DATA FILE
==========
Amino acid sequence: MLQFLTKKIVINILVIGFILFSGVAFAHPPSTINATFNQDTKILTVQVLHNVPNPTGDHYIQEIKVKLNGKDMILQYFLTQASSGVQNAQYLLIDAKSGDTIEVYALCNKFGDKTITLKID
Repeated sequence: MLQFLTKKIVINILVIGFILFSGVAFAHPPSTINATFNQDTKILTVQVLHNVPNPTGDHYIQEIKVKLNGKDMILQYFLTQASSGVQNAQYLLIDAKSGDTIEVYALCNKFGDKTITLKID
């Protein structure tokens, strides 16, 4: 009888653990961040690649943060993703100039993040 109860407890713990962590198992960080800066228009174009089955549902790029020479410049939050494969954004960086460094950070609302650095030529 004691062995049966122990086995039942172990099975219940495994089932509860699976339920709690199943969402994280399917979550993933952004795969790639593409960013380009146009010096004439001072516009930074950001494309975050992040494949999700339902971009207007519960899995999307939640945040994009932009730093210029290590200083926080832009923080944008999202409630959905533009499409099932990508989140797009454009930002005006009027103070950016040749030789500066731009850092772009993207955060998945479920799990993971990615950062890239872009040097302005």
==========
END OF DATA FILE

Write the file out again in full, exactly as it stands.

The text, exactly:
Amino acid sequence: MLQFLTKKIVINILVIGFILFSGVAFAHPPSTINATFNQDTKILTVQVLHNVPNPTGDHYIQEIKVKLNGKDMILQYFLTQASSGVQNAQYLLIDAKSGDTIEVYALCNKFGDKTITLKID
Repeated sequence: MLQFLTKKIVINILVIGFILFSGVAFAHPPSTINATFNQDTKILTVQVLHNVPNPTGDHYIQEIKVKLNGKDMILQYFLTQASSGVQNAQYLLIDAKSGDTIEVYALCNKFGDKTITLKID
């Protein structure tokens, strides 16, 4: 009888653990961040690649943060993703100039993040 109860407890713990962590198992960080800066228009174009089955549902790029020479410049939050494969954004960086460094950070609302650095030529 004691062995049966122990086995039942172990099975219940495994089932509860699976339920709690199943969402994280399917979550993933952004795969790639593409960013380009146009010096004439001072516009930074950001494309975050992040494949999700339902971009207007519960899995999307939640945040994009932009730093210029290590200083926080832009923080944008999202409630959905533009499409099932990508989140797009454009930002005006009027103070950016040749030789500066731009850092772009993207955060998945479920799990993971990615950062890239872009040097302005």